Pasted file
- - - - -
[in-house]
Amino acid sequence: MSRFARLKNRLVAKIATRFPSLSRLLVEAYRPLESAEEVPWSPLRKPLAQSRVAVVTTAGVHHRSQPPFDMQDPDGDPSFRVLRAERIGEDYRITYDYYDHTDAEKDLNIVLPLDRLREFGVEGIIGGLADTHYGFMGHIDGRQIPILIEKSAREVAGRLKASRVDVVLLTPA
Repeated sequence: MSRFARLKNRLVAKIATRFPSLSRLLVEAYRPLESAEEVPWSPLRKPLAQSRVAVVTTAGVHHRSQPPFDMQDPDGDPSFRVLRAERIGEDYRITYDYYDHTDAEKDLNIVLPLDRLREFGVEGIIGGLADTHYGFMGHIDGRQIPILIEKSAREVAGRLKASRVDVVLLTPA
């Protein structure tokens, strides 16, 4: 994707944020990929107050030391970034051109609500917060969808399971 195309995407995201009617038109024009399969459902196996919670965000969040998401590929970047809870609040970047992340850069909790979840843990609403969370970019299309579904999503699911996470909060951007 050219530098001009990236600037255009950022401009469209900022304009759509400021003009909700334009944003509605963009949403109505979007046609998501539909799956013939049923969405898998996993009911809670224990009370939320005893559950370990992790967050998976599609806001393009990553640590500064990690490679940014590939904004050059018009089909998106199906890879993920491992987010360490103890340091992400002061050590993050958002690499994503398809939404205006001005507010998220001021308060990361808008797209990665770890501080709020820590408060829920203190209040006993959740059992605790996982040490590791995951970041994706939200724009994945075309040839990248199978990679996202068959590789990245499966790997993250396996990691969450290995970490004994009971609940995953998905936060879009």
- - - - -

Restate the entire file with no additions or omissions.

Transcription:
[in-house]
Amino acid sequence: MSRFARLKNRLVAKIATRFPSLSRLLVEAYRPLESAEEVPWSPLRKPLAQSRVAVVTTAGVHHRSQPPFDMQDPDGDPSFRVLRAERIGEDYRITYDYYDHTDAEKDLNIVLPLDRLREFGVEGIIGGLADTHYGFMGHIDGRQIPILIEKSAREVAGRLKASRVDVVLLTPA
Repeated sequence: MSRFARLKNRLVAKIATRFPSLSRLLVEAYRPLESAEEVPWSPLRKPLAQSRVAVVTTAGVHHRSQPPFDMQDPDGDPSFRVLRAERIGEDYRITYDYYDHTDAEKDLNIVLPLDRLREFGVEGIIGGLADTHYGFMGHIDGRQIPILIEKSAREVAGRLKASRVDVVLLTPA
């Protein structure tokens, strides 16, 4: 994707944020990929107050030391970034051109609500917060969808399971 195309995407995201009617038109024009399969459902196996919670965000969040998401590929970047809870609040970047992340850069909790979840843990609403969370970019299309579904999503699911996470909060951007 050219530098001009990236600037255009950022401009469209900022304009759509400021003009909700334009944003509605963009949403109505979007046609998501539909799956013939049923969405898998996993009911809670224990009370939320005893559950370990992790967050998976599609806001393009990553640590500064990690490679940014590939904004050059018009089909998106199906890879993920491992987010360490103890340091992400002061050590993050958002690499994503398809939404205006001005507010998220001021308060990361808008797209990665770890501080709020820590408060829920203190209040006993959740059992605790996982040490590791995951970041994706939200724009994945075309040839990248199978990679996202068959590789990245499966790997993250396996990691969450290995970490004994009971609940995953998905936060879009």